Strikes all the right chords
By LOU LUMENICK
One of the year’s most affecting performances is given by Christopher Walken, who takes a break from the likes of “Seven Psychopaths” to play a classical cellist stricken with Parkinson’s disease in the superb dramatic comedy “A Late Quartet.”
Walken was largely typecast in quirky roles as a result of playing the title character’s brother in “Annie Hall,” so it’s something of a delightful irony that 35 years later, Walken finds his most rewarding role leading a terrific ensemble in what amounts to one of the best Woody Allen movies that Allen wasn’t involved in making.
The career-ending diagnosis for Walken’s Peter comes as his internationally known string quartet is about to embark on its 25th season.
The gentle, cultured Peter has a plan — if he responds to treatment, he will bow out with the quartet’s first concert of the season, performing Beethoven’s very challenging Opus 131.
Peter is confident he can convince a friend (fellow Woody Allen veteran Wallace Shawn) to let his chosen replacement out of her contract to take Peter’s place. But he doesn’t count on the dissonance that his announcement generates within the group.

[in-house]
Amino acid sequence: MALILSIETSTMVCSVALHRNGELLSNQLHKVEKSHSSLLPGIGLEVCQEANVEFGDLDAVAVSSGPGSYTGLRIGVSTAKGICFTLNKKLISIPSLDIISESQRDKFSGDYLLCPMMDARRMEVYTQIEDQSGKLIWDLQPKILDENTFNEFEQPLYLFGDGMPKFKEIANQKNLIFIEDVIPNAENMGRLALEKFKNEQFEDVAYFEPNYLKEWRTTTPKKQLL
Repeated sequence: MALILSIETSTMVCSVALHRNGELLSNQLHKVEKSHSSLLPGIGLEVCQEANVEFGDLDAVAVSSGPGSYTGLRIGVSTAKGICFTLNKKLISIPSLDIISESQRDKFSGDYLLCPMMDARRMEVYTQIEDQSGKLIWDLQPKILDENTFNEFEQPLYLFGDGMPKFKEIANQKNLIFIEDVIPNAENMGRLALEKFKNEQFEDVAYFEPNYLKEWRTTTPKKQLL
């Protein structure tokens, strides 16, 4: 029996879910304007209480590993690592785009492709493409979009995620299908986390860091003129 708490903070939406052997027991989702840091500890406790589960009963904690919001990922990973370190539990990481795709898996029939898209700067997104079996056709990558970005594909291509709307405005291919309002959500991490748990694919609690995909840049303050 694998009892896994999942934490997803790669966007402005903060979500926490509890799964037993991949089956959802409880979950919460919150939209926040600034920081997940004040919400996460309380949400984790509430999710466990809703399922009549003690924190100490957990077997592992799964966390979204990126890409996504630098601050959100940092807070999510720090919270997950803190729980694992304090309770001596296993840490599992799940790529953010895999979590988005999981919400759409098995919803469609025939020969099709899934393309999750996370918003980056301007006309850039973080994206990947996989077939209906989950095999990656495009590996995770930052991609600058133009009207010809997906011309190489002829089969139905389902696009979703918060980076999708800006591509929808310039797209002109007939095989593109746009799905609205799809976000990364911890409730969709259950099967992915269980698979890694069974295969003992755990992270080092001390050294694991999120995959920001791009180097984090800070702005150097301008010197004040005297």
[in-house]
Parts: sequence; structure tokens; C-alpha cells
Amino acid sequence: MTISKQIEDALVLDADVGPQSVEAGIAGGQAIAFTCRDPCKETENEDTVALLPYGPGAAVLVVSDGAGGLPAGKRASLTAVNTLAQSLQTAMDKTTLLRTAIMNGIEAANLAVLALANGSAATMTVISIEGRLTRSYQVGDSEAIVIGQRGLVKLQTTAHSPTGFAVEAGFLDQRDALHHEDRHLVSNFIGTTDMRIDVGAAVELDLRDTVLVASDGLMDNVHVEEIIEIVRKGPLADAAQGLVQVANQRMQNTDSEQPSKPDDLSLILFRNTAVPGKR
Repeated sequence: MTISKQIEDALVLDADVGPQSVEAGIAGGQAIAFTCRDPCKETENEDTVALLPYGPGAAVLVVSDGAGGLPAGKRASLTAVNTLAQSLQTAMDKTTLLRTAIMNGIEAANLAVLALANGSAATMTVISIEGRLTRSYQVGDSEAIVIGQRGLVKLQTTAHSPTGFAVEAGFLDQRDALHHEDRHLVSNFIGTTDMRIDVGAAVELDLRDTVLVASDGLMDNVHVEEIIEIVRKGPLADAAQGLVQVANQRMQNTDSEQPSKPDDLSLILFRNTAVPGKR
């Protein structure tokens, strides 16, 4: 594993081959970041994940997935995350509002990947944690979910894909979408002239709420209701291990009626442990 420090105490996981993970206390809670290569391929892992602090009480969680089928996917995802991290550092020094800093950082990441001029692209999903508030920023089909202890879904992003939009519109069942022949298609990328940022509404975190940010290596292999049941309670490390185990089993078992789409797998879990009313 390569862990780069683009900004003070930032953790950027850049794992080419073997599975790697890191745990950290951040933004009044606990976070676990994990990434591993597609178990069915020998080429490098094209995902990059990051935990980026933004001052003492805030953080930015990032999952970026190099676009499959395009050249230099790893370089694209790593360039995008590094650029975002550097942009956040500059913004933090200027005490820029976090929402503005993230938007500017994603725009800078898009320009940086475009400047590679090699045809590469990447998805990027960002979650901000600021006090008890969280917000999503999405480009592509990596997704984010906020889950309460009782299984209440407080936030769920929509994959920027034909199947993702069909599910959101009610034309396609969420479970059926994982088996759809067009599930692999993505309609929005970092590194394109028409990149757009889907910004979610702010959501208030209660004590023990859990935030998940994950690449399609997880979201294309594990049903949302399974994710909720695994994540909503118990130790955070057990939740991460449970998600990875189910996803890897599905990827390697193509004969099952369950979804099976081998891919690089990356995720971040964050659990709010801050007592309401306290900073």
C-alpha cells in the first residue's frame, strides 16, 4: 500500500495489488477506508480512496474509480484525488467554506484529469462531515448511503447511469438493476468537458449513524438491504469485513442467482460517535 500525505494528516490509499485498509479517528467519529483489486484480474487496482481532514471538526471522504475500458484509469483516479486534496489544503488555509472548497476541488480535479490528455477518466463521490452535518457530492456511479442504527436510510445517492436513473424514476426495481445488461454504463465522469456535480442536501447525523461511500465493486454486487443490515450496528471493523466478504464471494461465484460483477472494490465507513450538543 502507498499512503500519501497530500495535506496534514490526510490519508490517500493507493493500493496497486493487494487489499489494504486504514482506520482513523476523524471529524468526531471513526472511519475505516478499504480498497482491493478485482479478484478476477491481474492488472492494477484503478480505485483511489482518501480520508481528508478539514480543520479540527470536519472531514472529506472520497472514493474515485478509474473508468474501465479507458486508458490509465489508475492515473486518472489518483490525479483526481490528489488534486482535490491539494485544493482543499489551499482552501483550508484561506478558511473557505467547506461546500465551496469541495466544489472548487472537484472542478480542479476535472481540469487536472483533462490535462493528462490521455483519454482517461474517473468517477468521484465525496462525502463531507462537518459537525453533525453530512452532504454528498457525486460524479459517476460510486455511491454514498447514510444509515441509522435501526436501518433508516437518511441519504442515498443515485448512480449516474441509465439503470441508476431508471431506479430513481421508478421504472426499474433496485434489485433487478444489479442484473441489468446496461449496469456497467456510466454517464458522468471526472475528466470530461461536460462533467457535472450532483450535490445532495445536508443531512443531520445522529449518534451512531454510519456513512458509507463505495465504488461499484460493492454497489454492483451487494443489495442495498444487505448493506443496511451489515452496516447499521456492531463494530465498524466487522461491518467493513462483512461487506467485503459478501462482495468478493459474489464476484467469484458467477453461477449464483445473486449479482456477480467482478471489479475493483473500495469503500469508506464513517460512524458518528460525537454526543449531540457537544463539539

Second violinist Robert (Philip Seymour Hoffman) reckons that since the group’s sound is going to change anyway, this is the time to press his long-festering ambition to alternate on first violin with control-freak Daniel (Mark Ivanir).
Robert is crushed when his wife Juliette (Catherine Keener), the group’s viola player — who was raised by Peter and his late wife — refuses to support his idea, and accuses him of selfish behavior that could destroy the group.
Things get worse when the angry Robert embarks on a boozy, unwise one-night stand with a fiery flamenco dancer who’s also a classical-music groupie.
An added complication is that Robert and Juliette’s 22-year-old daughter, Alexandra (Imogen Poots), an aspiring violinist, is taking lessons from Daniel. And there’s a growing romantic attraction between Alexandra and Daniel, who’s a long-ago ex-lover of Alexandra’s mother.
Yaron Zilberman, a documentarian making his feature debut, treads a fine line between farce and drama as these Upper West Siders (played by a superb ensemble) hurl decades’ worth of grievances against each other.
But it’s Walken who holds together “A Late Quartet” as the stricken Peter, who puts aside his own thoughts of suicide to rally his longtime colleagues. You won’t see a better piece of acting this year than his final speech — though odds are you’ll likely be watching it, like I did, through your tears.
Christopher Walken (second from right) does some of his finest work as a classical cellist who is stricken with Parkinson’s disease in the tear-jerker “A Late Quartet,” which also stars Mark Ivanir (from left), Philip Seymour Hoffman and Catherine Keener.